this area is selected yielding the following results.

Sample Size = 144

Sample Mean = $66,124

Sample Standard Deviation = $7,400

Does the sample data provide evidence to conclude that the population mean annual

household income is in excess of $65,000 (using = .05)? Use the hypothesis testing

procedure outlined below.

a. Formulate the null and alternative hypotheses.

b. State the level of significance.

c. Find the critical value (or values), and clearly show the rejection and nonrejection

regions.

d. Compute the test statistic.

e. Decide whether you can reject Ho and accept Ha or not.

f. Explain and interpret your conclusion in part e. What does this mean?

g. Determine the observed p-value for the hypothesis test and interpret this value. What

does this mean?

h. Does the sample data provide evidence to conclude that the population mean annual

household income is in excess of $65,000 (using = .05)? (Points : 24)

Page 2

Question 1. 1. (TCO E) The Central Company manufactures a certain item once a week in a batch production run.

The number of items produced in each run varies from week to week as demand fluctuates. The company is

interested in the relationship between the size of the production run (SIZE, X) and the number of personhours of

labor (LABOR, Y). A random sample of 13 production runs is selected, yielding the data below.

SIZE

LABOR

PREDICT

40

83

60

30

60

100

70

138

90

180

50

97

60

118

70

140

40

75

80

159

70

140

40

75

80

159

70

144

50

90

60

125

50

87

Correlations: SIZE, LABOR

Pearson correlation of SIZE and LABOR = 0.990

PValue = 0.000

Regression Analysis: EMP. versus FLIGHTS

The regression equation is

LABOR = 6.16 + 2.07 SIZE

Predictor Coef SE Coef T P

Constant 6.155 5.297 1.16 0.270

SIZE 2.07371 0.08717 23.79 0.000

S = 5.20753 RSq = 98.1% RSq(adj) = 97.9%

Analysis of Variance

Source DF SS MS F P

Regression 1 15349 15349 565.99 0.000

Residual Error 11 298 27

Total 12 15647

Predicted Values for New Observations

New Obs Fit SE Fit 95% CI 95% PI

1 118.27 1.45 (115.07, 121.46) (106.37, 130.17)

2 201.22 3.90 (192.64, 209.80) (186.90, 215.53)X

X denotes a point that is an extreme outlier in the predictors.

Values of Predictors for New Observations

New Obs SIZE

1 60

2 100

a. Analyze the above output to determine the regression equation.

b. Find and interpret β˖1in the context of this problem.

c. Find and interpret the coefficient of determination (rsquared).

d. Find and interpret coefficient of correlation.

e. Does the data provide significant evidence (= .05) that the size of the production run can be used to predict the

total labor hours? Test the utility of this model using a twotailed test. Find the observed pvalue and interpret.

f. Find the 95% confidence interval for the mean total labor hours for all occurrences of having production runs of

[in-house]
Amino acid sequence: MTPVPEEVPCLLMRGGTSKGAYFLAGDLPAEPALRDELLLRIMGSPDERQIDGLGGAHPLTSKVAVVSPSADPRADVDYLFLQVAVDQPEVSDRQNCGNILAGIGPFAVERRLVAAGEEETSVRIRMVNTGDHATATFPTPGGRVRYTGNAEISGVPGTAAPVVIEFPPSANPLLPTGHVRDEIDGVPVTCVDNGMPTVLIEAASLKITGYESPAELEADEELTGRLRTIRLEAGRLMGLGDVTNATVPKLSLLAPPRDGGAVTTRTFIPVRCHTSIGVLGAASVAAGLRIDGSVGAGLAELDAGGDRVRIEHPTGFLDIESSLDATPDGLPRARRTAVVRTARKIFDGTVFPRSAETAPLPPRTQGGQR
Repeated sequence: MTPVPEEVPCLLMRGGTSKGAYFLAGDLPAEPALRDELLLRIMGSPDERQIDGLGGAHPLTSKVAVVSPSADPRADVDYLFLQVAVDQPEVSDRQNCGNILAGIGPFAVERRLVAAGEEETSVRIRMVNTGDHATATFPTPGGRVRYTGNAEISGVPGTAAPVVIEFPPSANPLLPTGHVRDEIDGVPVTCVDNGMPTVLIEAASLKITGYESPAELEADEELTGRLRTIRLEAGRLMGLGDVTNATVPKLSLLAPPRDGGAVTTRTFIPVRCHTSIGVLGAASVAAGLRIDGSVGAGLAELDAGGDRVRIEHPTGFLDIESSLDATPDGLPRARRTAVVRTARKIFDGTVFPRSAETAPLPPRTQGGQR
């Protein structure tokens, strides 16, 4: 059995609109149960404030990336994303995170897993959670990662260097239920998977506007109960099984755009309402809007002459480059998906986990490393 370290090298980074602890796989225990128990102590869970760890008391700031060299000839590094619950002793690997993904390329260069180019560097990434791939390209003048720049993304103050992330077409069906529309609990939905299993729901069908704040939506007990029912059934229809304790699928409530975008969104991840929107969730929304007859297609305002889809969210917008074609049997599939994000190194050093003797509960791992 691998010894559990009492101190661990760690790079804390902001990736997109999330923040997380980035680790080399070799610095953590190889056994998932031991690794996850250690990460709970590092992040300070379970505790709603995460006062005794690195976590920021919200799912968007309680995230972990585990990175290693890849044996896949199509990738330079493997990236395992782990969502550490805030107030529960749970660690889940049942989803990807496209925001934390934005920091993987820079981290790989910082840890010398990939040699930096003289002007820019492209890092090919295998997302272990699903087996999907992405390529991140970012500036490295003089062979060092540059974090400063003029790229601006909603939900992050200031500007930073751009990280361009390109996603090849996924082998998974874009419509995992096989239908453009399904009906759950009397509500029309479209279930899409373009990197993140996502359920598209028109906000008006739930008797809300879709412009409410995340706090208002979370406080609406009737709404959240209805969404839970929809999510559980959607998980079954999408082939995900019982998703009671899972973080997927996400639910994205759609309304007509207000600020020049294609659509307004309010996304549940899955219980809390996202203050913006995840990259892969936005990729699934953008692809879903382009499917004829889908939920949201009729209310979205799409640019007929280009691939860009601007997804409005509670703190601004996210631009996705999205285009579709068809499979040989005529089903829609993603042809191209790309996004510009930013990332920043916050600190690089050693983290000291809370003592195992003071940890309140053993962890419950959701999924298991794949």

size 60. Interpret this interval.

g. Find the 95% prediction interval for the total labor hours for one occurrence of a production run of size 60.

Interpret this interval.

h. What can we say about the total labor hours when we had a production run of size 100? (Points : 48)

Page 3

1. (TCO E) At an auction, a national car rental agency sold 12 comparably equipped 3yearold Chevrolet Corsicas.

The data on mileage (X1), type of car (X2), and selling price (Y) are found below.

Y = PRICE ($)

X1= MILEAGE (miles)

X2= TYPE (dummy variable 0=sedan, 1=coupe)

The data is given below (in MINITAB).

PRICE

Mileage

Type

PredMile

PredType

7000

60000

0

54000

0

8500

52000

0

54000

1

7000

62000

0

8900

48000

0

7600

55000

0

7200

60000

1

8500

50000

1

7800

53000

1

7200

58000

1

9000

48000

1

7200

60000

1

7700

55000

0

Correlations: PRICE, Mileage, Type

PRICE Mileage

Mileage 0.970

0.000

Type 0.023 0.053

0.942 0.871

Cell Contents: Pearson correlation

PValue

Regression Analysis: PRICE versus Mileage, Type

The regression equation is

PRICE = 15841 0.146 Mileage 39 Type.

Predictor Coef SE Coef T P

Constant 15840.9 671.4 23.59 0.000

Mileage 0.14562 0.01205 12.09 0.000

Type 39.5 114.1 0.35 0.737

S = 197.278 RSq = 94.2% RSq(adj) = 92.9%

Analysis of Variance

Source DF SS MS F P

Regression 2 5689732 2844866 73.10 0.000

Residual Error 9 350268 38919

Total 11 6040000

Predicted Values for New Observations

New Obs Fit SE Fit 95% CI 95% PI

1 7977.5 82.1 (7791.7, 8163.3) (7494.1, 8460.9)

2 7938.0 81.2 (7754.4, 8121.6) (7455.4, 8420.6)

Values of Predictors for New Observations

New Obs Mileage Type

1 54000 0.00

2 54000 1.00

a. Analyze the above output to determine the multiple regression equation.

b. Find and interpret the multiple index of determination (RSq).

c. Perform the ttests on β˖1, β˖2 (use two tailed test with (= .05). Interpret your results.

d. Predict the price for an individual Chevy Corsica with mileage of 54,000 miles and with type being sedan. Use

both a point estimate and the appropriate interval estimate. (Points : 31)